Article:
Design and validation of an air-liquid interface (ALI) exposure device based on thermophoresis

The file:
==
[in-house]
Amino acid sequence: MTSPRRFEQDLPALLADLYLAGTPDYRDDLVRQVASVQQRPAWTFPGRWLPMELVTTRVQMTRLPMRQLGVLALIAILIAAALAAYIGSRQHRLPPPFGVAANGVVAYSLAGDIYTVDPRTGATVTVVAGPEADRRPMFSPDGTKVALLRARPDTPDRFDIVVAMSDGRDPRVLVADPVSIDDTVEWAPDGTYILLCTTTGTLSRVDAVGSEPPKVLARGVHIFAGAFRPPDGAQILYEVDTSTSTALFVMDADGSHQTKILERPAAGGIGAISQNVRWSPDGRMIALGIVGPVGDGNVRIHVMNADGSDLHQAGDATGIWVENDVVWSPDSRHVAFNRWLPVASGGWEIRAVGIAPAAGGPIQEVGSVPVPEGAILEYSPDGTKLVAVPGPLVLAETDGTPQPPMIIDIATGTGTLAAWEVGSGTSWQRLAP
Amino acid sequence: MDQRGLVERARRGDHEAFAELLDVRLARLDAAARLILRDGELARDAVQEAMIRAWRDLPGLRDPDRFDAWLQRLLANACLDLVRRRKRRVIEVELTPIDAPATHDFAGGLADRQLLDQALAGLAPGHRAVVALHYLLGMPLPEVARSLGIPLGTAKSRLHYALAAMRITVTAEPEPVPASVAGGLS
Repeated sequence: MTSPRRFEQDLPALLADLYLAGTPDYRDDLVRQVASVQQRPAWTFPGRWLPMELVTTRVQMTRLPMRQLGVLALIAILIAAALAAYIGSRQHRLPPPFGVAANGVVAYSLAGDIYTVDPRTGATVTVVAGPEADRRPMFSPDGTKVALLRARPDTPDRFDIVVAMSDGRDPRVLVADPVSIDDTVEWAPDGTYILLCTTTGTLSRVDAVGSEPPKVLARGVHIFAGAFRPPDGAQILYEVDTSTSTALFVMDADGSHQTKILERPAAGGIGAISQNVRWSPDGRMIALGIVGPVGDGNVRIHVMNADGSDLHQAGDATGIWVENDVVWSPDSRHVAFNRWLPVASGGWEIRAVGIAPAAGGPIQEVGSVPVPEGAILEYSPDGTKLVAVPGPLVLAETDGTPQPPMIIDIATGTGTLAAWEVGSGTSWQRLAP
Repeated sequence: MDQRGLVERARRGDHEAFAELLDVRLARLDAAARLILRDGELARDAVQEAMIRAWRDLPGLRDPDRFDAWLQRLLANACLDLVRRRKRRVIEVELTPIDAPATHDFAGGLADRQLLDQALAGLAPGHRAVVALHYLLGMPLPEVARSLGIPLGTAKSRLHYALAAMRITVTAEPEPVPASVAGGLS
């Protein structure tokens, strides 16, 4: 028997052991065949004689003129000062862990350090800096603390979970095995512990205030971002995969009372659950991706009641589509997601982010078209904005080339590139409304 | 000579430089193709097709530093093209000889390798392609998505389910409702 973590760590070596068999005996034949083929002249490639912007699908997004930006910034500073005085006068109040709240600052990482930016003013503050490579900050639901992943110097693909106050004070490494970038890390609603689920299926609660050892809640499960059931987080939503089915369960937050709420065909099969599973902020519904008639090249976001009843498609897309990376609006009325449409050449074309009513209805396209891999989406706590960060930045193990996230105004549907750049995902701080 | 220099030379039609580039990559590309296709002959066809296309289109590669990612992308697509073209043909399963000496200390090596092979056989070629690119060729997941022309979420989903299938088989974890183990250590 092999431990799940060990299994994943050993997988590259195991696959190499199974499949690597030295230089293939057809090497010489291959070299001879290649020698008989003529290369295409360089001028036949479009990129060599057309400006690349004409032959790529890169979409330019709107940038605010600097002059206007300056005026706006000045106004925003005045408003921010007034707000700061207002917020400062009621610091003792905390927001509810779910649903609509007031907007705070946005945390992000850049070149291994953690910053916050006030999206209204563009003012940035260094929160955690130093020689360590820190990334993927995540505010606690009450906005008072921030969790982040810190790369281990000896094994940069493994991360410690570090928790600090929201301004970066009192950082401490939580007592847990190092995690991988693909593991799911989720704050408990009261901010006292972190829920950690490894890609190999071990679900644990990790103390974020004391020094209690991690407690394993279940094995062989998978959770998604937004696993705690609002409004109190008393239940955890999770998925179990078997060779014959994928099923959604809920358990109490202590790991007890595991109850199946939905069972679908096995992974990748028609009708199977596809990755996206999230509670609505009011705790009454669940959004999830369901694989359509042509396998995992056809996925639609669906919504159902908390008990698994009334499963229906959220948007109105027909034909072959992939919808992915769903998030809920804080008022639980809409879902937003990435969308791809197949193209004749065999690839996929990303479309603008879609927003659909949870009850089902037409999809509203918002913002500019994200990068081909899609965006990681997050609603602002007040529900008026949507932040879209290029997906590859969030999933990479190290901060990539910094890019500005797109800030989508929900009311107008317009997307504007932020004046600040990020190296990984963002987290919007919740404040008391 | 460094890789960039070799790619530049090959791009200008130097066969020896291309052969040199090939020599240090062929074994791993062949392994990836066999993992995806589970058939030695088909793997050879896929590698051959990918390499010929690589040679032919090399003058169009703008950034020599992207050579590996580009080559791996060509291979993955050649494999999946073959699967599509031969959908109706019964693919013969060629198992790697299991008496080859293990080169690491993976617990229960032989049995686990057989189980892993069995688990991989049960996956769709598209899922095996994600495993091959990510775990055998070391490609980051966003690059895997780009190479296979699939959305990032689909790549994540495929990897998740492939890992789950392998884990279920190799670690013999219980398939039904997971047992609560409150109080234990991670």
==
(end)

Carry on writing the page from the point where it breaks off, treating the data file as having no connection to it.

In vitro, direct aerosol nanoparticle exposure of cells cultured at the air-liquid interface (ALI) has shown great potential over the conventional submerged cell exposure methods due to exposure relevancy and more accurate dose determination. Here, we present a design of an ALI cell exposure device, the thermocollector, which applies thermophoresis to deposit aerosol particles onto the cells. Computational numerical simulations were used to estimate the deposition flux and how it depended on particle properties. The deposition flux was approximately 250 particles/m2s for particles smaller than 100 nm, corresponding to an aerosol concentration of 1 #/cm3. This was also confirmed with experimental studies. For larger particles, the deposition rate depended more on particle properties; however, for fractal combustion derived soot particles, the deposition rate is practically size independent at the size range studied here. Finally, epithelial cells were exposed with wood combustion aerosol, and the toxicologic responses were investigated. The cell viability decrease and DNA damage were detected after the exposure. These effects were not detected in cells after the exposure to clean air in this cell exposure system.

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